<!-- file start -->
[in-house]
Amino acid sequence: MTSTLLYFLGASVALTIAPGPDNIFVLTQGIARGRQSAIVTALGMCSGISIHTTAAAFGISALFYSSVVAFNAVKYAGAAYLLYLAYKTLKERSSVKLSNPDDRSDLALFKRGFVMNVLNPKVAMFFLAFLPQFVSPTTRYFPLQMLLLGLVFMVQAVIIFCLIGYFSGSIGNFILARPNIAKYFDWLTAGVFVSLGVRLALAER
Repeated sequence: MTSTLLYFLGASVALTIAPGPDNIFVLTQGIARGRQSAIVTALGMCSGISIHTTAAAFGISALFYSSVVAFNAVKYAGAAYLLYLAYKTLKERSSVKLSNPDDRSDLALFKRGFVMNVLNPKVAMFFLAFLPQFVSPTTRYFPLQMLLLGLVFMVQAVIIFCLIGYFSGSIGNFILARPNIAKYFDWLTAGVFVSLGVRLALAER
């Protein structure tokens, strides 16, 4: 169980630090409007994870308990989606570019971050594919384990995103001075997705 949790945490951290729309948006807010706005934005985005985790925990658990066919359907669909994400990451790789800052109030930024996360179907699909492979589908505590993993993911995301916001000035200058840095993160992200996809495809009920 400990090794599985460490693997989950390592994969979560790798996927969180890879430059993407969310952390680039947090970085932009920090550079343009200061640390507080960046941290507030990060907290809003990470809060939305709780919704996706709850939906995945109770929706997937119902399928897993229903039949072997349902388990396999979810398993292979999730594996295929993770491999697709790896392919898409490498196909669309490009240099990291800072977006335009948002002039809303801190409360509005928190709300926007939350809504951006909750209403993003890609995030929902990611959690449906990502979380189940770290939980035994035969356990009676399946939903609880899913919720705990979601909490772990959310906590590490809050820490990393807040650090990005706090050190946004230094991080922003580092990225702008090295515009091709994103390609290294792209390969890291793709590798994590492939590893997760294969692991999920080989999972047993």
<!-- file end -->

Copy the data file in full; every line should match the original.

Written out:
[in-house]
Amino acid sequence: MTSTLLYFLGASVALTIAPGPDNIFVLTQGIARGRQSAIVTALGMCSGISIHTTAAAFGISALFYSSVVAFNAVKYAGAAYLLYLAYKTLKERSSVKLSNPDDRSDLALFKRGFVMNVLNPKVAMFFLAFLPQFVSPTTRYFPLQMLLLGLVFMVQAVIIFCLIGYFSGSIGNFILARPNIAKYFDWLTAGVFVSLGVRLALAER
Repeated sequence: MTSTLLYFLGASVALTIAPGPDNIFVLTQGIARGRQSAIVTALGMCSGISIHTTAAAFGISALFYSSVVAFNAVKYAGAAYLLYLAYKTLKERSSVKLSNPDDRSDLALFKRGFVMNVLNPKVAMFFLAFLPQFVSPTTRYFPLQMLLLGLVFMVQAVIIFCLIGYFSGSIGNFILARPNIAKYFDWLTAGVFVSLGVRLALAER
């Protein structure tokens, strides 16, 4: 169980630090409007994870308990989606570019971050594919384990995103001075997705 949790945490951290729309948006807010706005934005985005985790925990658990066919359907669909994400990451790789800052109030930024996360179907699909492979589908505590993993993911995301916001000035200058840095993160992200996809495809009920 400990090794599985460490693997989950390592994969979560790798996927969180890879430059993407969310952390680039947090970085932009920090550079343009200061640390507080960046941290507030990060907290809003990470809060939305709780919704996706709850939906995945109770929706997937119902399928897993229903039949072997349902388990396999979810398993292979999730594996295929993770491999697709790896392919898409490498196909669309490009240099990291800072977006335009948002002039809303801190409360509005928190709300926007939350809504951006909750209403993003890609995030929902990611959690449906990502979380189940770290939980035994035969356990009676399946939903609880899913919720705990979601909490772990959310906590590490809050820490990393807040650090990005706090050190946004230094991080922003580092990225702008090295515009091709994103390609290294792209390969890291793709590798994590492939590893997760294969692991999920080989999972047993």